Sewer ownership disputes to end

Confusion over who should maintain sewers should come to an end when the water companies are required to shoulder full responsibility.

Private sewers and lateral drains which are currently the responsibility of the owners of the properties they serve are to be transferred into the ownership of the nine statutory water and sewerage companies in England.

The move will release householders from a liability most don't even realise they have until something goes wrong and they face a bill for fixing the problem. It's estimated that up to 50% of properties connect to private sewers in some form or another and that most other properties connect to a public sewer by means of a lateral drain.

The costs of transfer will be met by an increase in the sewerage element of bills for the generality of customers.

Although these are uncertain, preliminary estimates give a range of bill increases of between £3 and £11 across the nine sewerage companies in England.

An extensive review of private sewers began in 2001, prompted by the concerns of householders. A consultation in 2003 revealed a high level of support for transfer, and the Government concluded there was a clear case for action.

Announcing the decision, Environment Minister Ian Pearson said: "Transfer of private sewers and lateral drains will relieve owners who currently bear the risk of costs for maintaining and repairing them, costs that can be worryingly high.

"Most private sewer owners do not even realise they have responsibility for their sewers until a problem occurs.

"Understandably, they assume that their sewer and lateral drain are looked after by the water and sewerage company. It can come as quite a shock to discover that they are liable when, for example, their sewer blocks or collapses.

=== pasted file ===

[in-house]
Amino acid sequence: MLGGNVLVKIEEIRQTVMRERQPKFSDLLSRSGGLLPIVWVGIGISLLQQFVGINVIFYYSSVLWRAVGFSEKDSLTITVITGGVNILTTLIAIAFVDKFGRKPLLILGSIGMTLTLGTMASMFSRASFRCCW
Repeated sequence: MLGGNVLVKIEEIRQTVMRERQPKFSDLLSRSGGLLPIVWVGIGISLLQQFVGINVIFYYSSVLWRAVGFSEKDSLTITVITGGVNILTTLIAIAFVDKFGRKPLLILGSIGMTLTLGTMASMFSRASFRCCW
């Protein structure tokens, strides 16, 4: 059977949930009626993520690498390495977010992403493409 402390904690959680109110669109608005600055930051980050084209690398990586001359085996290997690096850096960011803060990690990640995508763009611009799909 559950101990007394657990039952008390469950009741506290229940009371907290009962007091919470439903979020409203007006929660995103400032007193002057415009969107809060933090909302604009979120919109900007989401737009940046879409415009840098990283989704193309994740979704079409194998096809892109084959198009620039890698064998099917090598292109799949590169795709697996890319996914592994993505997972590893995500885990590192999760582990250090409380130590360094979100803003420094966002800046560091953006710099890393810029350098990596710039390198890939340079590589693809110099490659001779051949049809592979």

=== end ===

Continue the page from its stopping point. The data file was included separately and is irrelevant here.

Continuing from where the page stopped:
"As well as benefits to current private sewer owners, there will be environmental wins in having a much greater proportion of the sewer network in the management of the water and sewerage companies. They will be able to plan maintenance and resolve problems more easily and comprehensively."

Transfer will, according to Government, bring three key benefits:

  • It provides a solution to a range of private sewer and lateral drain problems affecting householders, such as lack of awareness of their responsibilities and unwillingness or inability to co-ordinate or contribute to potentially high costs of maintenance and repair of their pipes;

  • It brings clarity for owners, local authorities and sewerage companies, all of whom typically become involved when these problems arise;

  • It will significantly help address a lack of integrated management of the
    sewerage network as a whole, and provide greater efficiency of effort, environmental stewardship and expenditure.

    The Government intends to launch a public consultation to seek views on how the transfer should be implemented. The consultation will also be used to examine how to prevent the proliferation of new private sewers, in order to prevent the recurrence of existing problems.

    David Gibbs

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